In the end, Reb Moshe tells them he needs a day to think it through before issuing a ruling. The next day they came back together. Reb Moshe greeted them both warmly, and he said to his student with confidence “go through with the procedure. We will all Daven for you and you will live a long life”.

This doctor cannot contain himself when he heard these words. Why should this fellow have to go through all the pain? Why should this fellow be forced to live without any quality-of-life?

 

As if reading his mind, Reb Moshe says to him “you should know, that over the next six months this fellow is going to be able to answer Amen to many blessings. Each Amen that a person orders creates a Malach that is a meilitz yosher — an advocate- which comes before the heavenly court and say look at the person who created me! In the merit of my being created they deserve to live a long life”.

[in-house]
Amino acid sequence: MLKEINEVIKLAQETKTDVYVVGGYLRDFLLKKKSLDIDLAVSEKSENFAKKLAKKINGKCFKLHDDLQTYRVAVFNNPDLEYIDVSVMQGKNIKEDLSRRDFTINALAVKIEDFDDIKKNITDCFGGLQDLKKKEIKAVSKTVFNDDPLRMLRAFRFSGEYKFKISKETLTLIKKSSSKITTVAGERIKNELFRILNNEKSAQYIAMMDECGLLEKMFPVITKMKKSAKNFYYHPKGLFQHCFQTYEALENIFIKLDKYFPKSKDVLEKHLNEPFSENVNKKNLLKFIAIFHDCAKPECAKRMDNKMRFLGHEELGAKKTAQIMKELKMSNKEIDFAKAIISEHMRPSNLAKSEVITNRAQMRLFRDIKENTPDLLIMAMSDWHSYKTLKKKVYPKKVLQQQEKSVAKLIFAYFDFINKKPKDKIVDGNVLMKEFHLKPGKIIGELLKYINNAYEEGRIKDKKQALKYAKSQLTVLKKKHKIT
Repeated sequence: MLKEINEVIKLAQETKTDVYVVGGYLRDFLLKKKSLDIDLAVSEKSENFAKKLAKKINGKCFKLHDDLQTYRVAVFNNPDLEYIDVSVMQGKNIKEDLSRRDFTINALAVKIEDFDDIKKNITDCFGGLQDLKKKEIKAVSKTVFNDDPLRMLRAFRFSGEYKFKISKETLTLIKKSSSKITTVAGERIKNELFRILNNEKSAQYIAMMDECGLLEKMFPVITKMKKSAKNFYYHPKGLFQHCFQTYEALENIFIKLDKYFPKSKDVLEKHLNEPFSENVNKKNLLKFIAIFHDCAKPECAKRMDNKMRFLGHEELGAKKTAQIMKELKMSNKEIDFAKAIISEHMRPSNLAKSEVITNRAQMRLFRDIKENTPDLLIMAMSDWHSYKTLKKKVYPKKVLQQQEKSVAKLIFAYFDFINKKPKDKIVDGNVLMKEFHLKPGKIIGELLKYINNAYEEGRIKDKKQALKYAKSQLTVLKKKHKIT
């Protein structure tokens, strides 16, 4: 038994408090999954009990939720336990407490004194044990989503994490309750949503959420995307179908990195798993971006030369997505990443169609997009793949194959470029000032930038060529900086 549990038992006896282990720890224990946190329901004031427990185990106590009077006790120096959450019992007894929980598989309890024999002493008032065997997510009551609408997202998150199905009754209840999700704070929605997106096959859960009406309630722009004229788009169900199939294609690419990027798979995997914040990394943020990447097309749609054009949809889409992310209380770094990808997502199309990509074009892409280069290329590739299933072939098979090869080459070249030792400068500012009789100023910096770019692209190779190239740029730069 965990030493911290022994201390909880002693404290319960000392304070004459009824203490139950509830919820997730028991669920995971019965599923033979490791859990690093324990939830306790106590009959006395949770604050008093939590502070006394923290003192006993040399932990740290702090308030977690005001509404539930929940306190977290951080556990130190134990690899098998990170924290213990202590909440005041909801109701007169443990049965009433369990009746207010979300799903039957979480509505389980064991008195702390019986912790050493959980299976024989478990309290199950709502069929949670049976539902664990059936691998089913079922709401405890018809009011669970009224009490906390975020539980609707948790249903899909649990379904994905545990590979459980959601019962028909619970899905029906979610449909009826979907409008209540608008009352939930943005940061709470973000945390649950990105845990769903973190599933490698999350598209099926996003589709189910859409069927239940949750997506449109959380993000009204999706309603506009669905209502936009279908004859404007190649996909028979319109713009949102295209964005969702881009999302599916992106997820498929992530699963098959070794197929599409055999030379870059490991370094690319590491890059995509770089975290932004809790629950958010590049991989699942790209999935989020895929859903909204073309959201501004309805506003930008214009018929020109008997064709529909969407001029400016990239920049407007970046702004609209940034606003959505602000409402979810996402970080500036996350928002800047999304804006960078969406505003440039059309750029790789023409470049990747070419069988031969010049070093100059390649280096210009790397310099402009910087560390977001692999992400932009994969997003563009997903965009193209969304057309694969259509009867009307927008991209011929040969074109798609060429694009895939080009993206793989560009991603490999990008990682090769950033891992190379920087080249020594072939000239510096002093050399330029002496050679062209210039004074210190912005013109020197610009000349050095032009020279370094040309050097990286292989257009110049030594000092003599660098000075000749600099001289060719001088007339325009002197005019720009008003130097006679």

This doctor said, “after seeing how much love Reb Moshe has for every single person and after it was explained to me the power and beauty of every single Amen that can be uttered, and realized what I’m missing in life”.

This patient lived for many more years. You should know, the word Amen and the word Malach have the same numerical value — 91.

 

We are just scratching the surface of this very real issue.